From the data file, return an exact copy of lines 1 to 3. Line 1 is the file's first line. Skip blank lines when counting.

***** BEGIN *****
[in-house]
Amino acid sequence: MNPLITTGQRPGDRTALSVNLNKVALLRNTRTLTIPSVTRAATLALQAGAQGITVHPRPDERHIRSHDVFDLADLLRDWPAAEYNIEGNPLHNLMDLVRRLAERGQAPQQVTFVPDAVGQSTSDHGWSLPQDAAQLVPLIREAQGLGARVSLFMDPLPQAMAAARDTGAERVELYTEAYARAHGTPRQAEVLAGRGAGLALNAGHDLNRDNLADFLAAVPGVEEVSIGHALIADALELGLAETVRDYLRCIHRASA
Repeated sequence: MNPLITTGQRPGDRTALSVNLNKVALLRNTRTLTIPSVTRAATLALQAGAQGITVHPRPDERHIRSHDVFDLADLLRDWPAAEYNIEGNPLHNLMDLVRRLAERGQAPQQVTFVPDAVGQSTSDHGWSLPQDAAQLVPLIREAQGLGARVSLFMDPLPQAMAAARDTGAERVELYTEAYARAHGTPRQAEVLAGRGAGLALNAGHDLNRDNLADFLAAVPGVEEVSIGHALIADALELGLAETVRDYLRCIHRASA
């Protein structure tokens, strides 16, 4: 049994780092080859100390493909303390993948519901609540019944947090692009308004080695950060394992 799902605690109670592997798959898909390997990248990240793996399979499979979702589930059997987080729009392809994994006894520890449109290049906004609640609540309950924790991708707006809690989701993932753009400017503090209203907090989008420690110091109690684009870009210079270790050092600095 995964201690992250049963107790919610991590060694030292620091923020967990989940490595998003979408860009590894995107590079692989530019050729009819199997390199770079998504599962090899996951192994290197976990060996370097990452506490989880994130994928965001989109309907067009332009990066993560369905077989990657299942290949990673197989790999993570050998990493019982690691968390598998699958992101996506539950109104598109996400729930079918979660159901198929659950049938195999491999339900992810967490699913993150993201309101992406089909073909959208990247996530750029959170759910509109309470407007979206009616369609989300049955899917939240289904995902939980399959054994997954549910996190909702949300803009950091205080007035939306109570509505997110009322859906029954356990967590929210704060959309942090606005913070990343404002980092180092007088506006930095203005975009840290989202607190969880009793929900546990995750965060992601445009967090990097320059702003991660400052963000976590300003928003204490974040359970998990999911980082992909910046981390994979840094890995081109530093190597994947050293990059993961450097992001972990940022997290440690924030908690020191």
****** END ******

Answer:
[in-house]
Amino acid sequence: MNPLITTGQRPGDRTALSVNLNKVALLRNTRTLTIPSVTRAATLALQAGAQGITVHPRPDERHIRSHDVFDLADLLRDWPAAEYNIEGNPLHNLMDLVRRLAERGQAPQQVTFVPDAVGQSTSDHGWSLPQDAAQLVPLIREAQGLGARVSLFMDPLPQAMAAARDTGAERVELYTEAYARAHGTPRQAEVLAGRGAGLALNAGHDLNRDNLADFLAAVPGVEEVSIGHALIADALELGLAETVRDYLRCIHRASA
Repeated sequence: MNPLITTGQRPGDRTALSVNLNKVALLRNTRTLTIPSVTRAATLALQAGAQGITVHPRPDERHIRSHDVFDLADLLRDWPAAEYNIEGNPLHNLMDLVRRLAERGQAPQQVTFVPDAVGQSTSDHGWSLPQDAAQLVPLIREAQGLGARVSLFMDPLPQAMAAARDTGAERVELYTEAYARAHGTPRQAEVLAGRGAGLALNAGHDLNRDNLADFLAAVPGVEEVSIGHALIADALELGLAETVRDYLRCIHRASA